Those questions will get you going in the right direction. Different plants and situations require different substrates, but there are a few factors that can help guide your decision.
Size and Texture
Planted tank substrates range from rough gravel to finer sands. You won’t find the super-fine sand, which you often see in AGA competitions here. In many cases, the sand used for advanced aquascaping is actually inert.
Play sand makes a good filler, for instance, but doesn’t contain any real nutrients.
As a general rule, chunkier soils cloud the water less when disturbed and work well with stem and crown plants. Crypt sp., Echinodorous sp., and Rotala sp. are good examples of plants that will be right at home in gravel-consistency substrate.
It also makes it easier to replant the cut stems and runners while you’re in the early stages of propagation. Sand often requires digging, and some can cloud the tank for quite some time before settling.
Finer substrates work best for carpet plants. The sand’s weight creates a snug fit, and the plants will stay in place as they grow over the area they’ve been placed.
Rhizome plants, if you’re planning on putting them directly on the substrate, also do well in sand. Their roots can dig into it easily, while in gravel, it takes more time, and just bumping the plant can undo weeks of work.
There are also some small “ball” type substrates that are made to keep shrimp fry safe, but your best defense in that arena is always heavy planting.
Unlike terrestrial plants, where nitrogen is a desired quality in soil, aquatic plants largely acquire their nitrogen through the water column.
Instead, the substrate supplies micronutrients that are in short supply in water. Both nitrogen and phosphorous have a tendency to build up in tanks, hence the need for water changes. Potassium is the main nutrient that is in short supply in aquaria.
There is also another nutrient that’s needed for some plants. Ground cover plants require high levels of iron to continually grow. If you’re planning on using something like Glosso or HC in your tank, it should be a major factor in your choice.
That said, most of us supplement iron with fertilizers. Even the best substrate won’t be able to supply everything.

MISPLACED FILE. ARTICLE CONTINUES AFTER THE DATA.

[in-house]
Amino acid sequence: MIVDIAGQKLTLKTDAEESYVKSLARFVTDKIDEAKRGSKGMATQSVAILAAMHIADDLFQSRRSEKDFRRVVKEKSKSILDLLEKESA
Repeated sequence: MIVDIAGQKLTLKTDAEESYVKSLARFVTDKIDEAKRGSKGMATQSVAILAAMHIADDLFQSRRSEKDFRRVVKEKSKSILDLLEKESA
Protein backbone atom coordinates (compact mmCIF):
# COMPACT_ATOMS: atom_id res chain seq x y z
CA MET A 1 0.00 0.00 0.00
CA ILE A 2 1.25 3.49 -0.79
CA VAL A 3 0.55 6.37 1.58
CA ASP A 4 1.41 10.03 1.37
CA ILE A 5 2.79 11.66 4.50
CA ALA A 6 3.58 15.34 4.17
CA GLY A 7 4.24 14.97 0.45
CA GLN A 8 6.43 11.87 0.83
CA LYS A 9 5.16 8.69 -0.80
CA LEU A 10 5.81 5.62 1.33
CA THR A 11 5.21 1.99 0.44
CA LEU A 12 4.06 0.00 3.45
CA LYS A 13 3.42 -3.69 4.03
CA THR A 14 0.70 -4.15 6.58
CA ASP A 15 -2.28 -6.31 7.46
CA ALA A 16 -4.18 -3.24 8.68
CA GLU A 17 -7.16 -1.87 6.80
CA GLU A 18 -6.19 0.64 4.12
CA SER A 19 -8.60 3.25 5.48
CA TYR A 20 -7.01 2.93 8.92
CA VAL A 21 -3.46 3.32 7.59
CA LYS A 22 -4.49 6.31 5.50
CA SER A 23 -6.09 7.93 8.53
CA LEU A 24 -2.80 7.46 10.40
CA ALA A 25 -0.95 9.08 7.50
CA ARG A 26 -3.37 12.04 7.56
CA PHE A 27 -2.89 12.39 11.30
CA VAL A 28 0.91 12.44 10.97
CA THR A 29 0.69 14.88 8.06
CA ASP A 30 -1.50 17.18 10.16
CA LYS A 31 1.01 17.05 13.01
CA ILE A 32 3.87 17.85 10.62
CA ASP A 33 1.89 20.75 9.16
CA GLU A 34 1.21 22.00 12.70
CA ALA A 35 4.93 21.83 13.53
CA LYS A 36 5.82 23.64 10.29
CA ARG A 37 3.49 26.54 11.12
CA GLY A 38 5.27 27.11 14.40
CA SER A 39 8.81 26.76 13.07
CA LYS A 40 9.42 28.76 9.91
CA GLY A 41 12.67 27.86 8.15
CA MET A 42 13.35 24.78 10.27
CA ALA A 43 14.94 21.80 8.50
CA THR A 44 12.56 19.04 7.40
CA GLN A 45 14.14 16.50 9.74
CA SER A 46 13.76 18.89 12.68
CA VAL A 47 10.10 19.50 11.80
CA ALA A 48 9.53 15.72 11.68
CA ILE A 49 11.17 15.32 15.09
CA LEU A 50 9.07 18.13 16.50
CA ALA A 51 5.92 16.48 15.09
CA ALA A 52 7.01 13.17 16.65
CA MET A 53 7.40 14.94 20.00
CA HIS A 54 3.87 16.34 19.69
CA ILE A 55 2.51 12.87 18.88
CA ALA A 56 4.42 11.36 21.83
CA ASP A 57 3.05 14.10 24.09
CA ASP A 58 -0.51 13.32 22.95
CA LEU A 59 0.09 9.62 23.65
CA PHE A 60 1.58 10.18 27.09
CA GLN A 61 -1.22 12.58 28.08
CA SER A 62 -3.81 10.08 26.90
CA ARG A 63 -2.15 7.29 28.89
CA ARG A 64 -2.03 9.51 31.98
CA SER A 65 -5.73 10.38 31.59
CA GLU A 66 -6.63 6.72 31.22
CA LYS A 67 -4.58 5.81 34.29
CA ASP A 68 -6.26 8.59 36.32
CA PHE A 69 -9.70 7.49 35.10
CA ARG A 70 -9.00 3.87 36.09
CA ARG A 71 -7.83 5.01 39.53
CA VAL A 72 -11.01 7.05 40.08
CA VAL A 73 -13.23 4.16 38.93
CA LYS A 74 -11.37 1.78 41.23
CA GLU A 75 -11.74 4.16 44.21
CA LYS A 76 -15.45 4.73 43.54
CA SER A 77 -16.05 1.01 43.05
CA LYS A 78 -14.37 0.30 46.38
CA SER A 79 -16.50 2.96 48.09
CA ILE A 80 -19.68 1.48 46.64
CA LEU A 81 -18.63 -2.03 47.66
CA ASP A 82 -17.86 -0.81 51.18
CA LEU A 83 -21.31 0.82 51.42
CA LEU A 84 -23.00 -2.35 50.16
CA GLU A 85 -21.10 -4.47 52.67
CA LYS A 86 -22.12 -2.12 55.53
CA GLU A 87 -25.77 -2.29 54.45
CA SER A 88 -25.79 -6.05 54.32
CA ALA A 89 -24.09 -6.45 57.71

The pH of your tank is vital for both the plants and animals contained within.
Most planted tank substrates will change it to some degree. The majority will raise it a little bit, but some of the specially engineered soils out there can lower it.
These rarely reach dangerous levels, but some creatures are especially touchy. Rams, Discus, Bee Shrimp, and others are a bit more work than your average family of guppies.
Make sure that the substrate’s pH value is working for you rather than against you. It’s not going to make an enormous difference, but it’s one factor that’s easy to keep in your favor.
Don’t be fooled by substrates which claim that they’re good for the lifespan of a tank. Most substrates are only good for a year, two at most, before they’re out of nutrients.
While tanks that don’t have special requirements can be supported with root tabs, that’s not always the case.
Many substrates also offer buffers that increase the acidity and lower hardness. As these buffers fade, you’ll have to make sure that you can maintain the qualities needed.
Plan on replacing them once they begin to fade, especially if you’re relying on them to change water parameters in your favor.
Planted Tank Substrate FAQ
How Deep Should I Plant My Substrate?
It largely depends on the size of your tank, but the bare minimum should be 1″. Any less than that, most plants will have a lot of trouble rooting in the soil. Most plants will do a bit better with 1 ½” to 2″ of soil. For particularly large specimens, such as Vallisneria gigantica or the various large Echinodorus species, it’s advisable to get at least 3″ immediately under the plant.